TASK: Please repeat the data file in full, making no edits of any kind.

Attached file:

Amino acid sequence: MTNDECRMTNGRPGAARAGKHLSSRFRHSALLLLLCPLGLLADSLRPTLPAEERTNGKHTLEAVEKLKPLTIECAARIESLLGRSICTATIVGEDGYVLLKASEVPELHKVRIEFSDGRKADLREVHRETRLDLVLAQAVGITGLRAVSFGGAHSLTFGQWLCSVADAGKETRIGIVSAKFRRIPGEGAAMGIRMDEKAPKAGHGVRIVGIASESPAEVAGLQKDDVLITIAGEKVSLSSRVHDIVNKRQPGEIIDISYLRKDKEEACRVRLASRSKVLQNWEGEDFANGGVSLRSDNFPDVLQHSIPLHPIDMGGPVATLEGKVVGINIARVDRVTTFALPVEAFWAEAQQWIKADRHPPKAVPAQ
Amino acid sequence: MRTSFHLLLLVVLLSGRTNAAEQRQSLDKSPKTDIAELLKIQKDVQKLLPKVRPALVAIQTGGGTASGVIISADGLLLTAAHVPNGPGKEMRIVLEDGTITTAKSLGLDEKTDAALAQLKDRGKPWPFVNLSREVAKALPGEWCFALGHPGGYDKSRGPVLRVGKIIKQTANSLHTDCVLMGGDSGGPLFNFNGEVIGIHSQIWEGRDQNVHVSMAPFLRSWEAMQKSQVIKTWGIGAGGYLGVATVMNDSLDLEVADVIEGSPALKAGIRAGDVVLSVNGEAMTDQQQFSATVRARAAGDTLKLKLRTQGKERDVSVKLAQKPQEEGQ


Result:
Amino acid sequence: MTNDECRMTNGRPGAARAGKHLSSRFRHSALLLLLCPLGLLADSLRPTLPAEERTNGKHTLEAVEKLKPLTIECAARIESLLGRSICTATIVGEDGYVLLKASEVPELHKVRIEFSDGRKADLREVHRETRLDLVLAQAVGITGLRAVSFGGAHSLTFGQWLCSVADAGKETRIGIVSAKFRRIPGEGAAMGIRMDEKAPKAGHGVRIVGIASESPAEVAGLQKDDVLITIAGEKVSLSSRVHDIVNKRQPGEIIDISYLRKDKEEACRVRLASRSKVLQNWEGEDFANGGVSLRSDNFPDVLQHSIPLHPIDMGGPVATLEGKVVGINIARVDRVTTFALPVEAFWAEAQQWIKADRHPPKAVPAQ
Amino acid sequence: MRTSFHLLLLVVLLSGRTNAAEQRQSLDKSPKTDIAELLKIQKDVQKLLPKVRPALVAIQTGGGTASGVIISADGLLLTAAHVPNGPGKEMRIVLEDGTITTAKSLGLDEKTDAALAQLKDRGKPWPFVNLSREVAKALPGEWCFALGHPGGYDKSRGPVLRVGKIIKQTANSLHTDCVLMGGDSGGPLFNFNGEVIGIHSQIWEGRDQNVHVSMAPFLRSWEAMQKSQVIKTWGIGAGGYLGVATVMNDSLDLEVADVIEGSPALKAGIRAGDVVLSVNGEAMTDQQQFSATVRARAAGDTLKLKLRTQGKERDVSVKLAQKPQEEGQ